Here we are at my 3rd ‘peeking’ experience.

I’m just wondering if this tendency for peeking has anything to do with my mother playing peek-a-boo with me when I was a baby. Hmm.

Life in Reverse: Peeking into my Early Years Part 3

That's me in the lower right corner

This time I was a little older and we had moved to another house. No more holes in the floor. No more second floor, in fact.

I would have been 9 or 10. Bedtime was 8:00, and I had been there for awhile. My bedroom was off the living room and, because of shortage of space, the regular doors had been removed from both bedrooms and replaced with folding doors.

One night there was a kids’ movie on TV. But it didn’t start until after my bedtime. Why do they do that, anyway? I did so want to see that movie. Funny thing, my father was never one to watch movies, but he did turn the dial to this one. (That was long before remote controls. You actually had to get up out of your chair and turn a dial.)

The movie was Alice in Wonderland. The year, 1955. My peeking experience was expanding. I had cracked open the folding door just far enough so I could see and, hopefully, not be seen. I got away with it for awhile, but I was finally caught peeking.  I cannot remember if I was allowed to come out and watch the rest of the movie after I was caught, but I think perhaps I was.

What I do remember is my mother later making fun of me to some of her friends–in front of me. I was so embarrassed about my peeking. I never tried that experiment again.

Click here to hear a song from the movie.

I did do a little peeking after that, and I felt so bad. I didn’t intend to see my Christmas present on the shelf in my mother’s closet. I was looking for something else. I never did tell her that I had seen it.

If you have never read Alice in Wonderland, you can read it free. For those of you familiar with the book and/or the movie (whichever version), I hope you enjoyed the Tweedle Dee and Tweedle Dum song in the video. If you would like to watch the 1983 Broadway retelling of the 1932 version, check it out here.

Thank you so much for stopping by. I would really appreciate it if you would leave a comment. Perhaps you could tell me about your memories of Alice in Wonderland.

Have a super day.

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  1. Pingback: LIFE IN REVERSE: PEEKING INTO MY EARLY YEARS | Diane Stephenson dot com

  2. Diane, my childhood home had a long hallway with the bedrooms leading off left and right. The hallway door was one with shutters or slats, so after my parents thought we were asleep, sometimes my sister and I would creep out of our shared bedroom and try to get a glimpse of whatever TV show they we watching. We didn’t get caught and it seemed so very bold and exciting. Now, I don’t even remember which shows they were watching, just the thrill of standing there in our jammies, peeking through the slats in the door, holding our breath so we wouldn’t get caught!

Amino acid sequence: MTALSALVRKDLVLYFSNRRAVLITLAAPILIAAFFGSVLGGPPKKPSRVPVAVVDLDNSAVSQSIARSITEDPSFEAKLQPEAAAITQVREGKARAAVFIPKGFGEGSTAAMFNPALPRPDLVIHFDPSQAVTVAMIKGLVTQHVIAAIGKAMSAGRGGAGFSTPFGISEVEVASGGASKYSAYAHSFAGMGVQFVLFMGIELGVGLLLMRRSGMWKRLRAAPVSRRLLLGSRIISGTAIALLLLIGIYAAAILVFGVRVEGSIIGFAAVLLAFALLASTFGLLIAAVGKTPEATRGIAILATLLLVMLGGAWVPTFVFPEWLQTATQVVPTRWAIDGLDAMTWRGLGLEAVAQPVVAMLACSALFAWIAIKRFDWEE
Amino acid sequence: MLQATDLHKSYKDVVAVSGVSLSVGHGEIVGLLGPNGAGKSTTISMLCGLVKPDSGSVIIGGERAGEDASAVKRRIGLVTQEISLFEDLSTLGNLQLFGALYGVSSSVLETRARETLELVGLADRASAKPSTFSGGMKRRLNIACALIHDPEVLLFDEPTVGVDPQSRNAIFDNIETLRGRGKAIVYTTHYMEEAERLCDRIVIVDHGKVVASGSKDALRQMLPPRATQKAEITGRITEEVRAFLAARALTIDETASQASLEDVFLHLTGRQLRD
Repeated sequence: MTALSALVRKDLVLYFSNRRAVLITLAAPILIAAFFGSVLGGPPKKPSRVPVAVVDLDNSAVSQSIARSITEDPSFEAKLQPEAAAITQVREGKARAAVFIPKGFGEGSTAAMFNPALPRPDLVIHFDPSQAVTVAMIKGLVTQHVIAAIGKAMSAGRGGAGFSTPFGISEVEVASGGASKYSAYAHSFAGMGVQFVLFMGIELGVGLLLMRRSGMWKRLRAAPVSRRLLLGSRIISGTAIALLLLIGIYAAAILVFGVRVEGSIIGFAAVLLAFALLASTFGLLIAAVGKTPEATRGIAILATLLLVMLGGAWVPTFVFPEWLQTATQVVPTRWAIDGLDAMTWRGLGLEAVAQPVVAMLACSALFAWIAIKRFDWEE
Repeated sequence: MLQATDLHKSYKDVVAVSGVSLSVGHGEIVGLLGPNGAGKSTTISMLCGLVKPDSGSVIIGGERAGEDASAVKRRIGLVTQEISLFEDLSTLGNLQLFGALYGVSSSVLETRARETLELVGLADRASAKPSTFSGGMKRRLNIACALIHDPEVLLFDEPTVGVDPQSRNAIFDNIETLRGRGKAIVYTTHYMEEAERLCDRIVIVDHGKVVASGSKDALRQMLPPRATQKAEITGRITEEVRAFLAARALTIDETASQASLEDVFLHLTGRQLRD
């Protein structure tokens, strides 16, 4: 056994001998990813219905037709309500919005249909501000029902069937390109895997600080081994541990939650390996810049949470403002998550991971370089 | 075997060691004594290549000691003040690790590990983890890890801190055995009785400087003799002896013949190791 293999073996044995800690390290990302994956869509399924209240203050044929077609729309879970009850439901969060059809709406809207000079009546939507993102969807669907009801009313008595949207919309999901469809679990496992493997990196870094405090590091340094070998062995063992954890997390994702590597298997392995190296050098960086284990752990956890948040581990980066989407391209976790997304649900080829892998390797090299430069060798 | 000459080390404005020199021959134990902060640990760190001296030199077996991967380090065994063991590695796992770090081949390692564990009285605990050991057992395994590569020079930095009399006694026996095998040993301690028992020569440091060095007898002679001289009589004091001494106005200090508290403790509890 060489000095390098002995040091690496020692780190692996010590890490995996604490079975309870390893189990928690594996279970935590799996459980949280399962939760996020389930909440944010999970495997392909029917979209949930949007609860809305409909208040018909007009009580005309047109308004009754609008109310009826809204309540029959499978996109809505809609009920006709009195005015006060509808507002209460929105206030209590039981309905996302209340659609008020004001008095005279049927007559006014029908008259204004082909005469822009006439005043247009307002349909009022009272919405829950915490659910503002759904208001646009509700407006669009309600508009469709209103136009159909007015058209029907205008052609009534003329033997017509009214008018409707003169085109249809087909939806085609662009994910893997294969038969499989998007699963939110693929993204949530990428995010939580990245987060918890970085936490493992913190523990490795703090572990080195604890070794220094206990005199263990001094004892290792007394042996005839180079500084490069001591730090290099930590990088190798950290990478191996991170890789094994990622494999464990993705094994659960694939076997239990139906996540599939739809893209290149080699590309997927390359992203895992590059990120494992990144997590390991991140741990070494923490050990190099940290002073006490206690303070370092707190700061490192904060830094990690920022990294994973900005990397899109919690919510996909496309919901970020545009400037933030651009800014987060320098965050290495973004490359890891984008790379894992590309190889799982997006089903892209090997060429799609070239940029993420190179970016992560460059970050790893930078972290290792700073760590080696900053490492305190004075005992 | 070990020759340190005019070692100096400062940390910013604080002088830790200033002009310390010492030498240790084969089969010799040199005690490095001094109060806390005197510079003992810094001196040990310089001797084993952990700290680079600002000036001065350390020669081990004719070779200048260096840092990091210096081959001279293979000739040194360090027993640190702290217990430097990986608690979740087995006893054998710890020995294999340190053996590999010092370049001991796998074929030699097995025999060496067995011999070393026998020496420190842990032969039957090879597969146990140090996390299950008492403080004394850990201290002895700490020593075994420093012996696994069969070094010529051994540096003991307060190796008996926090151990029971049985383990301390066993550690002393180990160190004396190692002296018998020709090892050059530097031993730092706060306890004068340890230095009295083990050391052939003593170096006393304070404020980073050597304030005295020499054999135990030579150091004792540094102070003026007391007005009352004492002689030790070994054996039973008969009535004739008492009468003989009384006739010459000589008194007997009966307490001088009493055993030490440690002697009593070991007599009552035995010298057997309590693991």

• Diane, I’m so glad to know that I wasn’t the only one who did that sort of thing! Thanks so much for stopping by and commenting. I have been trying to find some of my old photos to add here, but I have misplaced them and cannot locate them anywhere. The few I have here just happened to be in a different place from the albums. All my mother’s photos are missing, too. I suppose I’ll find them somewhere, sometime.

  3. Well, I guess you could consider me a pathological peeker. I remember one Christmas season I peeked so hard I ended up just unwrapping and opening one of my presents. My older sister Joni was so mad she couldn’t see straight. Ahhhh…thanks for the memories, Diane… 🙂


  4. “alice in wonderland” is one of my favorite.
    growing up in a country where we have to share books with the rest of student population, i always wanted to own one.
    so i ended up saving some lunch money, went to the nearby book shop and bought myself a copy.

    you have a lovely blog Dianne. the signature at the end is so appropriate, adding to the story personal appeal.

    • I really appreciate your visit to my blog. Thank you also for leaving a comment. I really appreciate it.
      I had a boxed 2-book set of Alice in Wonderland and Alice Through the Looking Glass when I was a child. Unfortunately I took it to be appraised and never saw it again.

    • Thanks for stopping by and leaving a comment Elaine. That wasn’t the only book that was missing with Alice in Wonderland. I left a whole box of books including what I think could have been a first edition of Charles Dickens’ “Our Mutual Friend”. And that was in excellent condition. I guess you just never know who you can trust.

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